2
$\begingroup$

$G(z) = \frac{1-p}{z-p}$

If the value of p satisfies $ 0 \leq p < 1$ there are no oscillations in the transient response.

Question: Why is that $\uparrow$ true? I know roughly what a transient response is but how is the relation between the position of the pole and the nature of the transient response?

Edit: In another paper by the same authors:

Enforcing the stability of the controlled system means ensuring that the pole p is non-negative and less than 1.

Now I'm completely out, stability does not depend upon the position of the pole as long as they are inside the unit circle of the z-plane I have thought?

Paper 2:

http://www.iste.uni-stuttgart.de/fileadmin/user_upload/iste/zss/publications/supplementaryMaterial/2014-ICSE-Control-PaperReviewCopy01.pdf

Look at the sentence short above eq. (10) on page 5

Paper 1 is not available on the internet as fas as I know. It's Antonio Filieri et al. "Software Engineering Meets Control Theory"

$\endgroup$
  • $\begingroup$ Could you link to the paper? I think we're missing some context here. $\endgroup$ – Matt L. Jan 13 '18 at 17:17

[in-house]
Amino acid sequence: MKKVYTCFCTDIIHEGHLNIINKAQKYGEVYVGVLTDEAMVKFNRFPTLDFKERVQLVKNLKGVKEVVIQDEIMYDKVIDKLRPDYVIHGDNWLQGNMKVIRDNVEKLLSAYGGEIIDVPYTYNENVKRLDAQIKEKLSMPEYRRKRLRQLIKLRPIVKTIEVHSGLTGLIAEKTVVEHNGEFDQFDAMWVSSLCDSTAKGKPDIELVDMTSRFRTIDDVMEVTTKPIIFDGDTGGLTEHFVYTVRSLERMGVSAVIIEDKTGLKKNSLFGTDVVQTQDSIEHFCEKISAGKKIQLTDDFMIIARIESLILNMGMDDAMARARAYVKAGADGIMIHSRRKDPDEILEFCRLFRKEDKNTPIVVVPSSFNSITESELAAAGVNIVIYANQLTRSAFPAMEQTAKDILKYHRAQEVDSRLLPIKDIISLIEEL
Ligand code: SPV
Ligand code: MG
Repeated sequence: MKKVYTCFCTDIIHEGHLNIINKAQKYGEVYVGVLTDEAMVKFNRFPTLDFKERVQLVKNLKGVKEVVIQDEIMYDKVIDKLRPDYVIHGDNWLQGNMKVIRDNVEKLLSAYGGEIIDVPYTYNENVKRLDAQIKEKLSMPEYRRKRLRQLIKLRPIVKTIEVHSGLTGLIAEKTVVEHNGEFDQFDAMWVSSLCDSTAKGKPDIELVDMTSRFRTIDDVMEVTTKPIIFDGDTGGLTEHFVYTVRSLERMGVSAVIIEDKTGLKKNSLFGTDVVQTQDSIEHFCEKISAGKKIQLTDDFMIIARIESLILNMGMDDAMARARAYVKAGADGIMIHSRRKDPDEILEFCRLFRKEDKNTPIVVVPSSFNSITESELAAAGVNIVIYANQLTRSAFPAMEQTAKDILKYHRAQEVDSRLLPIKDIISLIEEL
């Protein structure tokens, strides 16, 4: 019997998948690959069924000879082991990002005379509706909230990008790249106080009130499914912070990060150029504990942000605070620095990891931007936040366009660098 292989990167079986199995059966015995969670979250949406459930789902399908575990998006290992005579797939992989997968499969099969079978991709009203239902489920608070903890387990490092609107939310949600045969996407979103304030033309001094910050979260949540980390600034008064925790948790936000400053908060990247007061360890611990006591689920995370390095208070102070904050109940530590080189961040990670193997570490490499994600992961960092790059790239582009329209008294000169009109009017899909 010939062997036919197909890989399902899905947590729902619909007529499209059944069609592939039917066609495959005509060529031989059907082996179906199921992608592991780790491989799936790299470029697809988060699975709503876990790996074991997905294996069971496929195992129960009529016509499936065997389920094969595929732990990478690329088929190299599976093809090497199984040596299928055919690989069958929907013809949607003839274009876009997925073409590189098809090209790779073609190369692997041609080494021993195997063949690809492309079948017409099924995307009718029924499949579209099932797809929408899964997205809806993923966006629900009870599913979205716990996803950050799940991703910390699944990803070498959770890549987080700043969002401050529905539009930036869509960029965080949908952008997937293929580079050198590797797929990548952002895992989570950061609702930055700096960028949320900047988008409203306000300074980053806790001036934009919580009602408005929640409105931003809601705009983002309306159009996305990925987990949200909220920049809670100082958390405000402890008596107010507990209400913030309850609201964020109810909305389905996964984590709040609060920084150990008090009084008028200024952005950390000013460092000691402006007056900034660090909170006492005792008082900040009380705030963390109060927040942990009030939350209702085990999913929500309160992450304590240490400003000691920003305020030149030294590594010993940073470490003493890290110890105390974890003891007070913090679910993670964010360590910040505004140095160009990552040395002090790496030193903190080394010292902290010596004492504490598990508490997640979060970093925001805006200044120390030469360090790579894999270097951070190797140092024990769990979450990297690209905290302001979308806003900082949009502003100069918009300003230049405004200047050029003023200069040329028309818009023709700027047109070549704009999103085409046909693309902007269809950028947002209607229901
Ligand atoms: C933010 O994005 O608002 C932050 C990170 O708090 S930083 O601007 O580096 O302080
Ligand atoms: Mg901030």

• $\begingroup$ Sure, look at my edit! $\endgroup$ – Alon Jan 13 '18 at 17:42
1
$\begingroup$

If you have a single real-valued pole, you get a term $k\,p^{(n-n_0)}u[n-n_0],n\ge 0$, with some constant $k$ and some delay $n_0\ge 0$ in the system's impulse response ($u[n]$ is the unit step). Clearly, if $|p|\ge 1$ the transient will never settle. If $-1<p<0$, the transient will alternate in sign (i.e., "oscillate"), like e.g.,

$$\left(-\frac12\right)^nu[n]=\left\{1,-\frac12,\frac14,-\frac18,\dots\right\}\tag{1}$$

So for a transient that decays (i.e., for the system to be stable) and that does not oscillate you need $0\le p<1$.

Note that if you only have one real-valued pole $p$, stability implies $$-1<p<1\tag{2}$$ If you exclude systems with oscillating impulse responses (i.e., with a negative pole), you're left with the requirement $0\le p<1$. But, as you've noticed, this requirement is not only dictated by stability (which only requires $(2)$), but also by the requirement of having no oscillations.

$\endgroup$

Your Answer

By clicking “Post Your Answer”, you agree to our terms of service, privacy policy and cookie policy

Not the answer you're looking for? Browse other questions tagged or ask your own question.